After age 60, even those who have always enjoyed perfect eyesight can begin to experience some problems. While some changes might simply be inevitable, luckily there are several things you can do to increase your chances of enjoying healthy eyes as you get older.
Eat a healthy diet. We always think of a healthy diet in terms of our weight or prevention of conditions like high cholesterol. But your diet affects every part of your body, even your eyes! In particular, certain nutrients have been linked to a reduced risk of macular degeneration, a devastating age-related eye disease that eventually leads to blindness.
Eat foods that are rich in zinc and antioxidants such as vitamins A, C, and E. Talk to your doctor about supplements if you’re concerned about your ability to maintain a healthy diet or absorb nutrients sufficiently.
Quit smoking. Those who smoke face a four times greater risk of developing macular degeneration than those who do not smoke.
Protect your eyes from the sun. Studies have linked sun exposure to a greater risk of cataracts, especially in people with fair skin and blue eyes. Wear sunglasses that adequately protect against both UV-A and UV-B wavelengths whenever you’re in the sun.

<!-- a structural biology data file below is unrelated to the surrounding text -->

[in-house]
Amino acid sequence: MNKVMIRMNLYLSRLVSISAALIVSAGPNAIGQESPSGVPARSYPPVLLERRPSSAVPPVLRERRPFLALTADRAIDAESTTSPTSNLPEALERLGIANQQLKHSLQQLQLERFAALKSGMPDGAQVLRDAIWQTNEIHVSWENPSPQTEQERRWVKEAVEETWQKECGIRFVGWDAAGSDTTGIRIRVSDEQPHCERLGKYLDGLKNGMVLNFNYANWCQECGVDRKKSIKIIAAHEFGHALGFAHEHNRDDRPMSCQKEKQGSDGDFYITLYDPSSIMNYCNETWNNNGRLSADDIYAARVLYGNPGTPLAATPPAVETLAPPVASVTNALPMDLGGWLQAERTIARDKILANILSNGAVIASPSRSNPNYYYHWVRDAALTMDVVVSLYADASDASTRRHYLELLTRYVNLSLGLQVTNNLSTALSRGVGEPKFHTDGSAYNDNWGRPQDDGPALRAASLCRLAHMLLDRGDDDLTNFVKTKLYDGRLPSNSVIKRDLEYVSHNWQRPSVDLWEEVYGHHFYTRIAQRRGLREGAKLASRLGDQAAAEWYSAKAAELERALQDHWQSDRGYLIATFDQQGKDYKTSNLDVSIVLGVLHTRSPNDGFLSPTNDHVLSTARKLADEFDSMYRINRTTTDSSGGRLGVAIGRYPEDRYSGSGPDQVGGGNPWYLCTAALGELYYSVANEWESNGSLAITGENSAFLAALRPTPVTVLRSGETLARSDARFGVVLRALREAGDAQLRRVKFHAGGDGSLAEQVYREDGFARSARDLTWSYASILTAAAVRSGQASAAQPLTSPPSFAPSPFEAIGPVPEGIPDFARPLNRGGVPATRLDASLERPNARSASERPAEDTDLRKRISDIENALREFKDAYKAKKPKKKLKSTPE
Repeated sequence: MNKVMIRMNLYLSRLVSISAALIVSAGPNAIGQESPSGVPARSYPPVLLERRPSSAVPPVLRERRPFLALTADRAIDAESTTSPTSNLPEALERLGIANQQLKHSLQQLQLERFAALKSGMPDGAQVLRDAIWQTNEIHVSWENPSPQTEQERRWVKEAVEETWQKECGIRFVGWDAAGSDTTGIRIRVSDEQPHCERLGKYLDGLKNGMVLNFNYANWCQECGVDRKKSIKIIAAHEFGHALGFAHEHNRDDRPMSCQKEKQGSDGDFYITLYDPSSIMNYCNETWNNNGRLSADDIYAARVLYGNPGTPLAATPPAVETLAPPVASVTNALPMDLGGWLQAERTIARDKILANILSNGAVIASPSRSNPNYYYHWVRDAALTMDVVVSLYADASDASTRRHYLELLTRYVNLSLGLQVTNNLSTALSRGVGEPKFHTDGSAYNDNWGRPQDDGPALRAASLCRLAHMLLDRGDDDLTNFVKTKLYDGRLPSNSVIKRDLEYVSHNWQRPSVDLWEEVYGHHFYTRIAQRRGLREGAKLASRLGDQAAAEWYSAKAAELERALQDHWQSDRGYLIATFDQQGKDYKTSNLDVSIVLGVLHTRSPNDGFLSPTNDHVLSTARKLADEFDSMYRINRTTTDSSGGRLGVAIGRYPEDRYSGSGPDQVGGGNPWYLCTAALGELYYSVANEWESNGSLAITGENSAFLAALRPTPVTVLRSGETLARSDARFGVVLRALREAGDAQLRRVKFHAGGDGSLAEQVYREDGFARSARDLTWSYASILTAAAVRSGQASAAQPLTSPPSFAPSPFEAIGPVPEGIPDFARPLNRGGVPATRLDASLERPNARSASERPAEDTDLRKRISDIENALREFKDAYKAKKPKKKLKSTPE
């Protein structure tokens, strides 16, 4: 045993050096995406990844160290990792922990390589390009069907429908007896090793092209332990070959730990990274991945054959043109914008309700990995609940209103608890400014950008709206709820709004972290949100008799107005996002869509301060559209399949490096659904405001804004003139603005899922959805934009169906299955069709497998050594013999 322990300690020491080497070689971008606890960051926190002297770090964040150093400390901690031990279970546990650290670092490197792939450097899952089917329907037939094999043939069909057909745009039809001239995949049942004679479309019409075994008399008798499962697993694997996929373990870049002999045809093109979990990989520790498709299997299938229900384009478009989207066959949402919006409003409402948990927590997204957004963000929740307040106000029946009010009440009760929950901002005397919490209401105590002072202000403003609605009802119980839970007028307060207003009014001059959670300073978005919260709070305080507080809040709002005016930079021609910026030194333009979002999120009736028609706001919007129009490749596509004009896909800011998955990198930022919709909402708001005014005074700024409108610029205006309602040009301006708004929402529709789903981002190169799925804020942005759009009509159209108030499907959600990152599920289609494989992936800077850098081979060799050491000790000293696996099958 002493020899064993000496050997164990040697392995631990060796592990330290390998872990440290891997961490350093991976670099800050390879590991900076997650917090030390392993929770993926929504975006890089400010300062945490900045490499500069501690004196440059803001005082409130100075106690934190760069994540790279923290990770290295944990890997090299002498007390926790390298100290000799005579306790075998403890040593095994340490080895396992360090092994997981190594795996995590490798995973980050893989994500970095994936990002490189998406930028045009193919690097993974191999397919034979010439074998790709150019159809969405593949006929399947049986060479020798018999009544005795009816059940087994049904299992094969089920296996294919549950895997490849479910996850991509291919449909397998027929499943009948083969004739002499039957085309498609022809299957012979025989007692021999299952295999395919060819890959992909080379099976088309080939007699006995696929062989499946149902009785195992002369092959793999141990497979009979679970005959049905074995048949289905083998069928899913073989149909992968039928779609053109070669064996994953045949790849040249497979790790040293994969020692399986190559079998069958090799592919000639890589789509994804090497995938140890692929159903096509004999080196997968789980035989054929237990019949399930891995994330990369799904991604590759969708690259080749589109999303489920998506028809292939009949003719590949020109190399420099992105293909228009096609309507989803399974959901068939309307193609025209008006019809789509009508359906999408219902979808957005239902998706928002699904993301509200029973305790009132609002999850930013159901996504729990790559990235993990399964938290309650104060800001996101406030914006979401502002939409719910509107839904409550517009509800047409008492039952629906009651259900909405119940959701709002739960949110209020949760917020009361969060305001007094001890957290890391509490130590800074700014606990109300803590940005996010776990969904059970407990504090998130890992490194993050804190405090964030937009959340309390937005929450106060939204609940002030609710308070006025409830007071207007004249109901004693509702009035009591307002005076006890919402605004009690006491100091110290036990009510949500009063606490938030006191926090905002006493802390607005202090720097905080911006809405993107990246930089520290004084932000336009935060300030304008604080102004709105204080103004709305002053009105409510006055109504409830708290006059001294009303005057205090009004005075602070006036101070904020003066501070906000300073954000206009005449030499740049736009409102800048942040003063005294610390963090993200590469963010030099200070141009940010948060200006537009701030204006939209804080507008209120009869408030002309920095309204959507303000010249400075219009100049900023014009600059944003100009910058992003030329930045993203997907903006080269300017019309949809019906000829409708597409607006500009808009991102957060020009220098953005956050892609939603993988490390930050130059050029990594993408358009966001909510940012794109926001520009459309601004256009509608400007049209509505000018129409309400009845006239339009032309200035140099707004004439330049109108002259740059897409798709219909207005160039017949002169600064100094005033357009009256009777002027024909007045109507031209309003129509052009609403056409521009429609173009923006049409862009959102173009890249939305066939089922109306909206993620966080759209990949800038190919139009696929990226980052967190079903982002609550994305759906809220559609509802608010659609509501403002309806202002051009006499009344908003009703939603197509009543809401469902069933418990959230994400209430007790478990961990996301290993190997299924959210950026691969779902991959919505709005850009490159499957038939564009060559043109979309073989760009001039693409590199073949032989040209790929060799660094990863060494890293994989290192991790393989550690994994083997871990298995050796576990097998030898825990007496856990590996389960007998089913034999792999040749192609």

Maintain a healthy weight. Yes, your weight can lead to more problems than high blood pressure or cholesterol. You already know that being overweight can increase your risk of diabetes, but remember that many diabetics experience problems with their eyes such as macular degeneration.
Obesity is also linked to a higher incidence of cataracts. And because your weight can lead to high blood pressure, inflammation, and changes in fluid levels around the eye, you could be at increased risk of glaucoma as well.
Luckily, exercise is also associated with a reduced risk of eye diseases. So you can combat obesity while protecting your eyes by simply scheduling a daily walk.
Avoid strain. Finally, because straining your eyes can lead to vision problems, avoid the common practice of reading from a phone screen too frequently. When you do, adjust the light so that reading feels comfortable and you don’t find yourself squinting.
Prevention is key. Schedule regular checkups with an optometrist or ophthalmologist, even if you have never experienced vision problems. Anyone can develop diseases of the eye, especially past age 60 or so, but early detection and treatment will lead to a better outcome.